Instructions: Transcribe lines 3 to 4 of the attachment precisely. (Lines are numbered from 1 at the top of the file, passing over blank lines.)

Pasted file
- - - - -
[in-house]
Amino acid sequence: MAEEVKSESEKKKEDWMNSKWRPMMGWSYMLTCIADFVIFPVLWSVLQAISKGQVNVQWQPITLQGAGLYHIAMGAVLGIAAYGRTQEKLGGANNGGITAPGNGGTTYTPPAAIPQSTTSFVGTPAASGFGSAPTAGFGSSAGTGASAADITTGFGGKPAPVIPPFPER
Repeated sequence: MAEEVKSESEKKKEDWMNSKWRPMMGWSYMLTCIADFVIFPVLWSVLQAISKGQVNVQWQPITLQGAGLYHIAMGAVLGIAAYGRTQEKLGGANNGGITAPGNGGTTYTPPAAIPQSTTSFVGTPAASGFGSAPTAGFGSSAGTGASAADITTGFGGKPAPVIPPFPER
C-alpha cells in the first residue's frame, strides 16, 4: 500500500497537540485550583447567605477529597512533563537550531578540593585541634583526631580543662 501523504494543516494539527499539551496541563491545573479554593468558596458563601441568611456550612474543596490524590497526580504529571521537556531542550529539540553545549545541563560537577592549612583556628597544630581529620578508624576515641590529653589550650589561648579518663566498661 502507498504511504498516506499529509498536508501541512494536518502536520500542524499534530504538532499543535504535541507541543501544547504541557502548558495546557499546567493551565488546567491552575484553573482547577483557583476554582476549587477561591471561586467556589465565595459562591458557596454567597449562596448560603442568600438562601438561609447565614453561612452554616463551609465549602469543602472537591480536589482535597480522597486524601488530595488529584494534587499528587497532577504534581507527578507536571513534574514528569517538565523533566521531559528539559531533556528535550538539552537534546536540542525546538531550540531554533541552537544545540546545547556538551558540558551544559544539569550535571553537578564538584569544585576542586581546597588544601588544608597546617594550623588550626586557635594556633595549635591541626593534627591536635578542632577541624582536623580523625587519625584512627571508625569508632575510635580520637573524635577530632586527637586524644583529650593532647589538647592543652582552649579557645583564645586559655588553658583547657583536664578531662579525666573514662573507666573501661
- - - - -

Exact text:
Repeated sequence: MAEEVKSESEKKKEDWMNSKWRPMMGWSYMLTCIADFVIFPVLWSVLQAISKGQVNVQWQPITLQGAGLYHIAMGAVLGIAAYGRTQEKLGGANNGGITAPGNGGTTYTPPAAIPQSTTSFVGTPAASGFGSAPTAGFGSSAGTGASAADITTGFGGKPAPVIPPFPER
C-alpha cells in the first residue's frame, strides 16, 4: 500500500497537540485550583447567605477529597512533563537550531578540593585541634583526631580543662 501523504494543516494539527499539551496541563491545573479554593468558596458563601441568611456550612474543596490524590497526580504529571521537556531542550529539540553545549545541563560537577592549612583556628597544630581529620578508624576515641590529653589550650589561648579518663566498661 502507498504511504498516506499529509498536508501541512494536518502536520500542524499534530504538532499543535504535541507541543501544547504541557502548558495546557499546567493551565488546567491552575484553573482547577483557583476554582476549587477561591471561586467556589465565595459562591458557596454567597449562596448560603442568600438562601438561609447565614453561612452554616463551609465549602469543602472537591480536589482535597480522597486524601488530595488529584494534587499528587497532577504534581507527578507536571513534574514528569517538565523533566521531559528539559531533556528535550538539552537534546536540542525546538531550540531554533541552537544545540546545547556538551558540558551544559544539569550535571553537578564538584569544585576542586581546597588544601588544608597546617594550623588550626586557635594556633595549635591541626593534627591536635578542632577541624582536623580523625587519625584512627571508625569508632575510635580520637573524635577530632586527637586524644583529650593532647589538647592543652582552649579557645583564645586559655588553658583547657583536664578531662579525666573514662573507666573501661